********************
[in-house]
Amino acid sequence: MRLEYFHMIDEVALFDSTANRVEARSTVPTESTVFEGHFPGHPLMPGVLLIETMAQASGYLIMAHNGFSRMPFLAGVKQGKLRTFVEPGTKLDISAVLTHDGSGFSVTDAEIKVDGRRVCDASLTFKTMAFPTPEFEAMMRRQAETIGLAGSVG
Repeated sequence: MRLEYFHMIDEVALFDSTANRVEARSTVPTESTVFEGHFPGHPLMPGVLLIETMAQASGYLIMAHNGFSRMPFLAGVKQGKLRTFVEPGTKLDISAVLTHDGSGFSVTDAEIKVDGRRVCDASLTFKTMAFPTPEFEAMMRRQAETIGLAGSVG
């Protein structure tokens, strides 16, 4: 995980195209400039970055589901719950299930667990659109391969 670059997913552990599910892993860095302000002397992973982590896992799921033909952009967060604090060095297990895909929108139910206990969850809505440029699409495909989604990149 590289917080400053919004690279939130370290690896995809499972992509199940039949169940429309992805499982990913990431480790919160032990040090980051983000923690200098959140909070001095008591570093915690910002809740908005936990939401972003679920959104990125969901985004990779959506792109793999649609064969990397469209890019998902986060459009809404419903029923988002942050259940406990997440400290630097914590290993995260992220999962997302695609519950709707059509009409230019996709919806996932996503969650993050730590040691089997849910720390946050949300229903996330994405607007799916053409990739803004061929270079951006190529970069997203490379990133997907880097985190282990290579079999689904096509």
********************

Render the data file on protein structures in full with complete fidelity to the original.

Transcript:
[in-house]
Amino acid sequence: MRLEYFHMIDEVALFDSTANRVEARSTVPTESTVFEGHFPGHPLMPGVLLIETMAQASGYLIMAHNGFSRMPFLAGVKQGKLRTFVEPGTKLDISAVLTHDGSGFSVTDAEIKVDGRRVCDASLTFKTMAFPTPEFEAMMRRQAETIGLAGSVG
Repeated sequence: MRLEYFHMIDEVALFDSTANRVEARSTVPTESTVFEGHFPGHPLMPGVLLIETMAQASGYLIMAHNGFSRMPFLAGVKQGKLRTFVEPGTKLDISAVLTHDGSGFSVTDAEIKVDGRRVCDASLTFKTMAFPTPEFEAMMRRQAETIGLAGSVG
């Protein structure tokens, strides 16, 4: 995980195209400039970055589901719950299930667990659109391969 670059997913552990599910892993860095302000002397992973982590896992799921033909952009967060604090060095297990895909929108139910206990969850809505440029699409495909989604990149 590289917080400053919004690279939130370290690896995809499972992509199940039949169940429309992805499982990913990431480790919160032990040090980051983000923690200098959140909070001095008591570093915690910002809740908005936990939401972003679920959104990125969901985004990779959506792109793999649609064969990397469209890019998902986060459009809404419903029923988002942050259940406990997440400290630097914590290993995260992220999962997302695609519950709707059509009409230019996709919806996932996503969650993050730590040691089997849910720390946050949300229903996330994405607007799916053409990739803004061929270079951006190529970069997203490379990133997907880097985190282990290579079999689904096509």